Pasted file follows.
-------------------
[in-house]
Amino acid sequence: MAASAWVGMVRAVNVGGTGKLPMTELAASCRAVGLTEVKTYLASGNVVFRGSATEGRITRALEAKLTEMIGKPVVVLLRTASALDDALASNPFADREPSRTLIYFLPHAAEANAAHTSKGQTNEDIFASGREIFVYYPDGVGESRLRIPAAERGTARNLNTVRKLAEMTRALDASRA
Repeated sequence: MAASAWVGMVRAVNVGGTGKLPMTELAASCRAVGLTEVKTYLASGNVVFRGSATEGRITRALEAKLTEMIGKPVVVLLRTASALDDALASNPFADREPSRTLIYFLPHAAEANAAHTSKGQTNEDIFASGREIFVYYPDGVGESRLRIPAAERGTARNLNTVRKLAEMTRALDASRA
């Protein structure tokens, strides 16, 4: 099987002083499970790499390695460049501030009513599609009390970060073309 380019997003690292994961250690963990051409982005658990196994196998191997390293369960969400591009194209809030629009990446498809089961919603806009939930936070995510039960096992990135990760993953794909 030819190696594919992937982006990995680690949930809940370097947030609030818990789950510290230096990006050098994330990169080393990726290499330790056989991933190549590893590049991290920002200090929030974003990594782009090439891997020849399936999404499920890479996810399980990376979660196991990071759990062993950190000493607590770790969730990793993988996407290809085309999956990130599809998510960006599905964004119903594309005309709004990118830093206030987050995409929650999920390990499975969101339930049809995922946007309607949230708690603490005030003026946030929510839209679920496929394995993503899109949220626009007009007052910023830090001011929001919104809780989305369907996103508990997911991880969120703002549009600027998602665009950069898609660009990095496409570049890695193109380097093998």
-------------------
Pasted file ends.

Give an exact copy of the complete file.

[in-house]
Amino acid sequence: MAASAWVGMVRAVNVGGTGKLPMTELAASCRAVGLTEVKTYLASGNVVFRGSATEGRITRALEAKLTEMIGKPVVVLLRTASALDDALASNPFADREPSRTLIYFLPHAAEANAAHTSKGQTNEDIFASGREIFVYYPDGVGESRLRIPAAERGTARNLNTVRKLAEMTRALDASRA
Repeated sequence: MAASAWVGMVRAVNVGGTGKLPMTELAASCRAVGLTEVKTYLASGNVVFRGSATEGRITRALEAKLTEMIGKPVVVLLRTASALDDALASNPFADREPSRTLIYFLPHAAEANAAHTSKGQTNEDIFASGREIFVYYPDGVGESRLRIPAAERGTARNLNTVRKLAEMTRALDASRA
């Protein structure tokens, strides 16, 4: 099987002083499970790499390695460049501030009513599609009390970060073309 380019997003690292994961250690963990051409982005658990196994196998191997390293369960969400591009194209809030629009990446498809089961919603806009939930936070995510039960096992990135990760993953794909 030819190696594919992937982006990995680690949930809940370097947030609030818990789950510290230096990006050098994330990169080393990726290499330790056989991933190549590893590049991290920002200090929030974003990594782009090439891997020849399936999404499920890479996810399980990376979660196991990071759990062993950190000493607590770790969730990793993988996407290809085309999956990130599809998510960006599905964004119903594309005309709004990118830093206030987050995409929650999920390990499975969101339930049809995922946007309607949230708690603490005030003026946030929510839209679920496929394995993503899109949220626009007009007052910023830090001011929001919104809780989305369907996103508990997911991880969120703002549009600027998602665009950069898609660009990095496409570049890695193109380097093998």